8 July, 2013Issue 22.6Creative WritingLiteratureOriginal PoetryTranslation

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My Mother the Philosopher

Yousif M. Qasmiyeh


If I were to trace the emergence of these pieces, I would simply say that I have always known them. Like preserved food or dried fruit and vegetables they just needed an external element, to breathe again, in order to relive their lives and die once more, of natural causes, en masse. Using English, a language which is not mine (but what is mine?), to gather glimpses of multiple voids scattered here and there, has made me realise how apt this form of linguistic displacement can be when mothers, dialects, loss, and above all one’s own language are summoned to save a tilting body. If the poetic in these pieces, for whatever reason, has become visible, this is perhaps because it is “descriptive of the beginning” (Said, after Vico, in Beginnings: Intention and Method, 2012)—the beginning that is still becoming.


Beautiful Contamination

I was informed once that my dialect is not as pure as it should be. According to them I have failed to preserve what I have inherited. But in truth I have inherited nothing. I just heard noises and without even knowing how and why, I accumulated some of them in my pockets and ran away. I robbed them in daylight.

They tried to catch me but before they even lay their pure noises on me I swallowed what became mine very quickly. I internalised what suited me (most) of these collective noises.

As I walk on my own these days, I only think of what I swallowed that day. I smile without letting my dialect know that I still do not know what it might sound like in the singular.


“A geometrician sees exactly the same thing in two similar figures, drawn to different scales.”
Bachelard—The Poetics of Space


In addition to death, there is also its life. Contemplating the distance that separates us from the former can be viewed as an historical trial to fit life within death and vice versa. These two abstract bodies become similar in the way they appear and disappear as well as in their in-ability to occupy the same void. Attempting to draw a picture of life and death, irrespective of the impossibility of such products, might, geometrically, present us with a visible scientific justification of such similarity. Should we doubt the outcome, life and death become infertile in a non-geometrical sense.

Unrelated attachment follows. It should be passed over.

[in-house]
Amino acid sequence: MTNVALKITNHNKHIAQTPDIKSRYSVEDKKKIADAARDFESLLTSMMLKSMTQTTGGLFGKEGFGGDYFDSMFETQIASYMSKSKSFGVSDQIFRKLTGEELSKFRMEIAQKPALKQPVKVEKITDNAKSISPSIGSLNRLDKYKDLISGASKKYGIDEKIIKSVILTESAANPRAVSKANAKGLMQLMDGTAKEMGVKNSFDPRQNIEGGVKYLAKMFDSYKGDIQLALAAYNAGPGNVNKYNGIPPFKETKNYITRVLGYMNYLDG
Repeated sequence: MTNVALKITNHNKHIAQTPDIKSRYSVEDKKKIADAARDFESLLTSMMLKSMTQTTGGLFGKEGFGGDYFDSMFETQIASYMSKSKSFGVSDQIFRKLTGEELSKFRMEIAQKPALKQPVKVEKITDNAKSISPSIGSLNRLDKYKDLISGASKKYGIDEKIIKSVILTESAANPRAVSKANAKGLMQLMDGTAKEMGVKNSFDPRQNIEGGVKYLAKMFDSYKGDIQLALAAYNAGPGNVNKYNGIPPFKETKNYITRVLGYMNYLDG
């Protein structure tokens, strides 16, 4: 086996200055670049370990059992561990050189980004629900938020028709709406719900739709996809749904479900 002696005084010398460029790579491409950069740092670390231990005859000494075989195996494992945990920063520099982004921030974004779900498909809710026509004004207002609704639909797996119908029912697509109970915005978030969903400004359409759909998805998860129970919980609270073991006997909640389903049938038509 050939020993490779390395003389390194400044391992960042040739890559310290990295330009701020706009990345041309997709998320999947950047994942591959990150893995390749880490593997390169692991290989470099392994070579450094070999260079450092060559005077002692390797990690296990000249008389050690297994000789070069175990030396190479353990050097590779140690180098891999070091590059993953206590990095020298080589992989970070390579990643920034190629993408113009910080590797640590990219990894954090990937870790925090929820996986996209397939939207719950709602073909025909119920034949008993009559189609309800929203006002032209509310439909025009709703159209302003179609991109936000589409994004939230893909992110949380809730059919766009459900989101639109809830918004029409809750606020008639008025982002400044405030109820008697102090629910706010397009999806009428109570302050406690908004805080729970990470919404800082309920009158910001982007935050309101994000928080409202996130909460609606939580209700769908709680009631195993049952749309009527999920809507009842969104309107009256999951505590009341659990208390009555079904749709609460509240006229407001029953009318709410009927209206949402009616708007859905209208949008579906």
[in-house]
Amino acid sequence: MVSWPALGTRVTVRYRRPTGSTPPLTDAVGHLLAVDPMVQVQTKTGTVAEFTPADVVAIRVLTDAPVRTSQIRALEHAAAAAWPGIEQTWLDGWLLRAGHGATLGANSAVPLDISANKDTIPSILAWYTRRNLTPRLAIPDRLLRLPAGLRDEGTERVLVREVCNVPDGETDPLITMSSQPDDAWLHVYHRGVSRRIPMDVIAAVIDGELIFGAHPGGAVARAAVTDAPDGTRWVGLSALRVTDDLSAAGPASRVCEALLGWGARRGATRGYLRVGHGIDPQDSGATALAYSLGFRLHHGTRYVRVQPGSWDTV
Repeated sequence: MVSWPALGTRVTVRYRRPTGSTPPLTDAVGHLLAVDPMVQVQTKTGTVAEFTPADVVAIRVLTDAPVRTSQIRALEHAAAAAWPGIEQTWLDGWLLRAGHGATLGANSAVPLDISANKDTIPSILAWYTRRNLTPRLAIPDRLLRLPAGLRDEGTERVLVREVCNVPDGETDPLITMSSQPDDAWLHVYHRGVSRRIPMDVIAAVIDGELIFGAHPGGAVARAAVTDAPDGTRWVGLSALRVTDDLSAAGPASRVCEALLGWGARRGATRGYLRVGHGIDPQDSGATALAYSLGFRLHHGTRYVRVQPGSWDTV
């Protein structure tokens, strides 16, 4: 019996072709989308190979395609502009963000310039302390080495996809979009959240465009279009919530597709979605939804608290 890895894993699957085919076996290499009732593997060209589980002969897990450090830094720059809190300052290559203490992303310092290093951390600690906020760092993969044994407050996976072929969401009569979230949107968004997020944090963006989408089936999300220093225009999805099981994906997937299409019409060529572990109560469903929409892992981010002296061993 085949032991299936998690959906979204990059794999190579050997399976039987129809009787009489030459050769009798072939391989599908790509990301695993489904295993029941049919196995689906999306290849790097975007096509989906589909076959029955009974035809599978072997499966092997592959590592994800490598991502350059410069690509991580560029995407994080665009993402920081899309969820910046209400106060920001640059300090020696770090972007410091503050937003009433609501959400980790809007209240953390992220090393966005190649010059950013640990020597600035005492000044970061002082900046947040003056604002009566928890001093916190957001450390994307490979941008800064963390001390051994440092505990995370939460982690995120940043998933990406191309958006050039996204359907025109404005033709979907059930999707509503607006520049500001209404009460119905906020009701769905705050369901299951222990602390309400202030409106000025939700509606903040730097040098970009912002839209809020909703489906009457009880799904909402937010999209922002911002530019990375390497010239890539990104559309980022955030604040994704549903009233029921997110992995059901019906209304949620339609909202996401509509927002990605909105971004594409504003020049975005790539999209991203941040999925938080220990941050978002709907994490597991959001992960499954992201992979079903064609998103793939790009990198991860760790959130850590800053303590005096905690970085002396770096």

I live in Baddawi Camp in a small house.

This is what I used to tell foreigners every single time they came to my primary school. At times I used to run after them and repeat these words without waiting for their questions. I have always thought that questions are inherent within the answers and that answers very often comprise their questions, questions which no answers can address.


Her Name

I held my mother’s hand firmly as she was trying to write her name for the first time. My hand clutched hers without realising that was a genuine and yet necessary demonstration of intimacy. There was no eye contact between us. The only thing we were both able to see was her slightly trembling and untidy name imprinted in graphite on the first page of my notebook.


“To say ‘we’ and mean ‘I’ is one of the most recondite insults.”
Adorno, Minima Moralia: Reflections from Damaged Life

My Mother the Philosopher

I have always wanted to deputise my mother in my conversations or even present her as a philosopher whose philosophical reflections should not be taken lightly or listened to transiently. The aim has always been to guide myself, at the expense of my mother, into a place where only people with (loud) voices are allowed to exist. The voice was completely mine but the echo was always hers. I needed her to bring me to the surface, to the realm of being as my mother who enjoyed doing so without questioning my intentions. From trying to teach her how to write her name into transforming her into a benign philosophical voice, the distance is vast but hers, nonetheless.



At times I choose to worry about the words I utter. I choose to over-critique the movement of my words; whether they are forming sentences or a void as they leave my vocal cords. At times I also try to suppress words that I like to use to see if they will grow tired of me and eventually leave my place. Sadly, this eventuality has never happened and for it to happen it needs to stop being an eventuality. At times I choose to worry too much about the way in which, unexpectedly, and when we least think of them, specific, or very specific, words decide to desert us and leave us ex situ.


Yousif M. Qasmiyeh is a poet, translator, and Instructor in Arabic at the Language Centre, University of Oxford. His poems and translations have appeared in An-Nahar, Al-Ghawoon, See How I Land (Heaventree Press, 2009) and in Modern Poetry in Translation.